What We Owe to Terminally III Patients: The Option of Physician-Assisted Suicide

Asian Bioethics Review 8 (3):224-243 (2016)


This paper examines whether physician-assisted suicide is morally permissible, and whether it should be legalised in the sense that those seeking or performing such procedure will be immune from prosecution. The issues of moral and legal permissibility1 are closely connected. One way to argue for the permissibility of PAS is grounded in the argument that a patient has the right to refuse life-saving equipment, or to have it withdrawn,2 and then to further argue that there is no relevant distinction between refusal/withdrawal and PAS, if the patient consents. This is essentially the argument raised in “The Philosophers’ Brief ”, filed by six distinguished philosophers. However, this argument has been soundly criticised. Frances Kamm points out that the general claim on which Dworkin et al. rely—that there is no moral difference per se between killing and letting die—is false. This is because a patient has the right to refuse treatment even when this is against his interest because the alternative would be forced treatment, but it is not true to say that a patient has the right to PAS even when it is against his interest. Also at issue is the Doctrine of Double Effect, according to which there is a moral distinction between an action that is intended to cause death and one that is merely foreseen to cause death. [End Page 224] In section I of this paper, I shall argue against DDE, which purports to disallow PAS but not refusal/withdrawal. I shall argue that since it is permissible for a physician to prescribe morphine to a patient suffering excruciating pain, it is also permissible for her to prescribe such a drug to a patient suffering pain, with the intention that he be killed and hence relieved of the suffering. The grounds on which I rely is the thesis that intention is irrelevant to permissibility, as proposed by Judith Thomson and T.M. Scanlon. In section II, I shall discuss David Velleman’s argument that termination of life is morally impermissible. I proceed to examine in section III the theoretical version of the Slippery Slope Argument. In section IV, I shall consider the practical version of the Slippery Slope Argument. In section V, I shall discuss other consequentialist objections to the legalisation of PAS. In the final section, I shall consider the view that even if PAS is morally permissible, it does not follow that it should be legalised. The argument I consider is the consequentialist one that legalising PAS may have a very different significance—when we consider the total consequences—than if there is only a single act of PAS, considered in isolation. While I agree that consequences are generally very important, I shall argue that we should approach the issue from a contractualist rather than a utilitarian perspective.3.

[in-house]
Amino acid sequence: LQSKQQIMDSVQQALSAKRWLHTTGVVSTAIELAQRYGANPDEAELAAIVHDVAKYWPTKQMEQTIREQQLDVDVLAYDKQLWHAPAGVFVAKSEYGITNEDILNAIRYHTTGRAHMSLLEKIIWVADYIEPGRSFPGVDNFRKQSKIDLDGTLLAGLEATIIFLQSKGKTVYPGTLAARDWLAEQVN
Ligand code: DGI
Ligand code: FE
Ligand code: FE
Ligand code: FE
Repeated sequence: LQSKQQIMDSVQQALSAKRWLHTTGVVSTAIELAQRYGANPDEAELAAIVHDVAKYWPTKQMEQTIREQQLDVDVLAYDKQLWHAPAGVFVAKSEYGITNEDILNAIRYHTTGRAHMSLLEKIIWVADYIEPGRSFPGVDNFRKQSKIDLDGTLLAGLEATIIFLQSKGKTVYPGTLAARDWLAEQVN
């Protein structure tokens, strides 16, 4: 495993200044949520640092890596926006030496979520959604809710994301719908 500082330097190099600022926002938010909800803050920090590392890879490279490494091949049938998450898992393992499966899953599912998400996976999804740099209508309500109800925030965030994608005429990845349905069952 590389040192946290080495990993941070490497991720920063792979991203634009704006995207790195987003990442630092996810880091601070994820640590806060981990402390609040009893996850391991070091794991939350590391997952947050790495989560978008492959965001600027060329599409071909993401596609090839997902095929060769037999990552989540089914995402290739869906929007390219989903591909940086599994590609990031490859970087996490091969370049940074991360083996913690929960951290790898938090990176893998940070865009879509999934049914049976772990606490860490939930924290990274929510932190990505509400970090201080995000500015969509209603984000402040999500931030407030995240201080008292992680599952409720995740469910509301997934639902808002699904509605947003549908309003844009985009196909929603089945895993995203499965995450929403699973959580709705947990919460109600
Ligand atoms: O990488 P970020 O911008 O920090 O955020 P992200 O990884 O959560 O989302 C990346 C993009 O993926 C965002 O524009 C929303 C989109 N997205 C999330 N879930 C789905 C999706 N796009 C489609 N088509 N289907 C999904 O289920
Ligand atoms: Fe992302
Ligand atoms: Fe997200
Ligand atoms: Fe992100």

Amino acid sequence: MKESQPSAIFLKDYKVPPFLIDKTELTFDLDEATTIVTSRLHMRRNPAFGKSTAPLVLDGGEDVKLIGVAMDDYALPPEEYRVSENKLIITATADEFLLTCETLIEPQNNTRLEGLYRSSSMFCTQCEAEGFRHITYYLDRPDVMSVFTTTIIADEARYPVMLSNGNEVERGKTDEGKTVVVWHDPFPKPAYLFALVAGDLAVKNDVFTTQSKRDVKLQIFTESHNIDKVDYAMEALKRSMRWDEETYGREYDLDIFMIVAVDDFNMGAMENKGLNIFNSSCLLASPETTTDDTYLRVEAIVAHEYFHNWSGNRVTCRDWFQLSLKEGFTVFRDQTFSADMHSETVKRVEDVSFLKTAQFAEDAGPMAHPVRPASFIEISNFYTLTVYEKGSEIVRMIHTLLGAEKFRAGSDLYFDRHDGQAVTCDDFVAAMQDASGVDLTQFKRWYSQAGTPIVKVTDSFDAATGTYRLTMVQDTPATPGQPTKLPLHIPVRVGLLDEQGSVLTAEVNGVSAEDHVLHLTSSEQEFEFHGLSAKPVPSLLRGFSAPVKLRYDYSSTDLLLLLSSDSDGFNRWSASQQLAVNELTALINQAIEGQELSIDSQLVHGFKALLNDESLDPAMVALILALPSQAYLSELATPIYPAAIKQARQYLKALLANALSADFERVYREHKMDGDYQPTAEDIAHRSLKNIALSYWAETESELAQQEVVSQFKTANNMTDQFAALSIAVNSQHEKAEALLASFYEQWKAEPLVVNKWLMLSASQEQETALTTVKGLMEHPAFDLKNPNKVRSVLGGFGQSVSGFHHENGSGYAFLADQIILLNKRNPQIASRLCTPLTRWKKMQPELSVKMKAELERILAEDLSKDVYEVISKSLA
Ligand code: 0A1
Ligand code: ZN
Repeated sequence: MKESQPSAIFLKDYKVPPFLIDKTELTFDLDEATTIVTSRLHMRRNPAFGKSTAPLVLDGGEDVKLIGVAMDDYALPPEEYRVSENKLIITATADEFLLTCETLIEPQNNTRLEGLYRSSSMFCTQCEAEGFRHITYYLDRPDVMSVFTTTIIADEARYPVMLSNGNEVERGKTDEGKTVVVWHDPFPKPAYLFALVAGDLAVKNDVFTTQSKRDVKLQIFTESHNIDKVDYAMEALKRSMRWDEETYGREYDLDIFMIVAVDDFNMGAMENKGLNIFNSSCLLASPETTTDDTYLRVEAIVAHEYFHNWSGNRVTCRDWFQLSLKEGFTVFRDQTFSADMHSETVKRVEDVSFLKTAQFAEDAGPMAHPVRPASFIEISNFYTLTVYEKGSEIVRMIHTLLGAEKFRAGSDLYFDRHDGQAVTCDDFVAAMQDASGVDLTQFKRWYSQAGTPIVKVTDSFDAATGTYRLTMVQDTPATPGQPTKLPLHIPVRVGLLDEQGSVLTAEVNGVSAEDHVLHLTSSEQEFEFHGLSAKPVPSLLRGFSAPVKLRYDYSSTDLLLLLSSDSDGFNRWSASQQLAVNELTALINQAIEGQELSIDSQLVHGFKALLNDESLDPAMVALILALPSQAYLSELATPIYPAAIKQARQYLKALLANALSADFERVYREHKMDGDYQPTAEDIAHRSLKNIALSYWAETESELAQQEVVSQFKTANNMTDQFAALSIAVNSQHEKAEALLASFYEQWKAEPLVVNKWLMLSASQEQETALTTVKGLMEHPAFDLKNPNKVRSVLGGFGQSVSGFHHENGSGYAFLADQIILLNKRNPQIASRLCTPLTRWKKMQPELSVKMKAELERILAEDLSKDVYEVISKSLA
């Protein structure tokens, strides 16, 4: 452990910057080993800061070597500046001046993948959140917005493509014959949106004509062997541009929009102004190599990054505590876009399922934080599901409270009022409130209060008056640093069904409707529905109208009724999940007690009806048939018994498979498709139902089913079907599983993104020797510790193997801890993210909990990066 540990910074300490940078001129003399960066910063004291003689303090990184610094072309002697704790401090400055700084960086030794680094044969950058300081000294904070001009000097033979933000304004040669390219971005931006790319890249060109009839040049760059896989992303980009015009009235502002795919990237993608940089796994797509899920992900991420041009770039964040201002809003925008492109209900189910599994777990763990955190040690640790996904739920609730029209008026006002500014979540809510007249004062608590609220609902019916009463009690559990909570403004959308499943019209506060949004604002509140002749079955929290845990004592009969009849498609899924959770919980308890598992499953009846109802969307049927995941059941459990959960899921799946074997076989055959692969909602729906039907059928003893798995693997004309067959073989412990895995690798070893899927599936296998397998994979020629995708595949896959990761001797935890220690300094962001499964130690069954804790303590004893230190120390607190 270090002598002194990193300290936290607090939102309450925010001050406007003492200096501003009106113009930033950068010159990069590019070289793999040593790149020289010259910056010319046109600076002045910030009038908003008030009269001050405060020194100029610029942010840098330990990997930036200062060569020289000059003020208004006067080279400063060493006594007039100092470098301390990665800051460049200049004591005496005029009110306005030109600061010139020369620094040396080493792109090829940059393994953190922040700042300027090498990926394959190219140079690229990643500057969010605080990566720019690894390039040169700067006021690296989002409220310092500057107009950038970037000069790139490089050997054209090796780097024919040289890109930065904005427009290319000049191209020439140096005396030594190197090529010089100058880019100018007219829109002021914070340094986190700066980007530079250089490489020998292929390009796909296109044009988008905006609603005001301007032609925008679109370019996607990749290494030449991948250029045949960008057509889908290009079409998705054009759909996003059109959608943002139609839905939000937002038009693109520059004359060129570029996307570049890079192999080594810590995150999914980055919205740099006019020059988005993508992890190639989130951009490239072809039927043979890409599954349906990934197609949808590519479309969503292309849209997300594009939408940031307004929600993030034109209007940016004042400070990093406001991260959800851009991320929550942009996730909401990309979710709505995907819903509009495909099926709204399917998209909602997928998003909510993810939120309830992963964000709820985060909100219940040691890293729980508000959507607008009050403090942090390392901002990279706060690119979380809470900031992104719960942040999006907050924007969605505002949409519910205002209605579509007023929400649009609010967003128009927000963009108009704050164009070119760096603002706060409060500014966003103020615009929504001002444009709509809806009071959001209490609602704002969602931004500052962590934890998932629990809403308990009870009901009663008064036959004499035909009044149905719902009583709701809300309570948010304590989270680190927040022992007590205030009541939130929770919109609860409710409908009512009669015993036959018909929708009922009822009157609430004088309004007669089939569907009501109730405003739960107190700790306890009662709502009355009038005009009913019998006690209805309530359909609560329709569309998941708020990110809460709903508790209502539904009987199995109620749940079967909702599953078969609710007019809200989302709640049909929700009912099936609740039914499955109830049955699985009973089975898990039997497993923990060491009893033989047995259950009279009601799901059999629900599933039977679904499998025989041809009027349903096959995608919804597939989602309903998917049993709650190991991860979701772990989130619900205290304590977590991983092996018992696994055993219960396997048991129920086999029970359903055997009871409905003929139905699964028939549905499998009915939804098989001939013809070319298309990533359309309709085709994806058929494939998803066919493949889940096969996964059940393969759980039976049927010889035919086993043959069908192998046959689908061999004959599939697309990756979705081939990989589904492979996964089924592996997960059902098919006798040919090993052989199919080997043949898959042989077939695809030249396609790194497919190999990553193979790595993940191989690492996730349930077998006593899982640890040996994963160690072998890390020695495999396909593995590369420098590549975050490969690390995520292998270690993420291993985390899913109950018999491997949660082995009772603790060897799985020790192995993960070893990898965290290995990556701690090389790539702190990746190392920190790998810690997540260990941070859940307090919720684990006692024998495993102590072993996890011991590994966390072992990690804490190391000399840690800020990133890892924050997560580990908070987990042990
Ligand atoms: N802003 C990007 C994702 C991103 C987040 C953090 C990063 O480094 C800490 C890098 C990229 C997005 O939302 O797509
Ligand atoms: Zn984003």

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Hon-Lam Li
Chinese University of Hong Kong

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Contractualism and the Death Penalty.Hon-Lam Li - 2017 - Criminal Justice Ethics 36 (2):152-182.

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